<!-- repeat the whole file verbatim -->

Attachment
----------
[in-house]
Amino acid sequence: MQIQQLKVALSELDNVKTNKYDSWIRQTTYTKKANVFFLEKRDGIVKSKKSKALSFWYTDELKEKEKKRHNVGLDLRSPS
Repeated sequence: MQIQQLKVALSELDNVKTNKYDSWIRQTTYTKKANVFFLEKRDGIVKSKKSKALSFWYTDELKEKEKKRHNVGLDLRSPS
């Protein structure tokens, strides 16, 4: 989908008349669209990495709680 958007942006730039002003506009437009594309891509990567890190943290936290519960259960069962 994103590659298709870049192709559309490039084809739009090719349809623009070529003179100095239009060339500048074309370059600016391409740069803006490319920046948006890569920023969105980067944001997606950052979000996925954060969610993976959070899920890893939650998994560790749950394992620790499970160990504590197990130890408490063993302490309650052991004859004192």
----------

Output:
[in-house]
Amino acid sequence: MQIQQLKVALSELDNVKTNKYDSWIRQTTYTKKANVFFLEKRDGIVKSKKSKALSFWYTDELKEKEKKRHNVGLDLRSPS
Repeated sequence: MQIQQLKVALSELDNVKTNKYDSWIRQTTYTKKANVFFLEKRDGIVKSKKSKALSFWYTDELKEKEKKRHNVGLDLRSPS
């Protein structure tokens, strides 16, 4: 989908008349669209990495709680 958007942006730039002003506009437009594309891509990567890190943290936290519960259960069962 994103590659298709870049192709559309490039084809739009090719349809623009070529003179100095239009060339500048074309370059600016391409740069803006490319920046948006890569920023969105980067944001997606950052979000996925954060969610993976959070899920890893939650998994560790749950394992620790499970160990504590197990130890408490063993302490309650052991004859004192």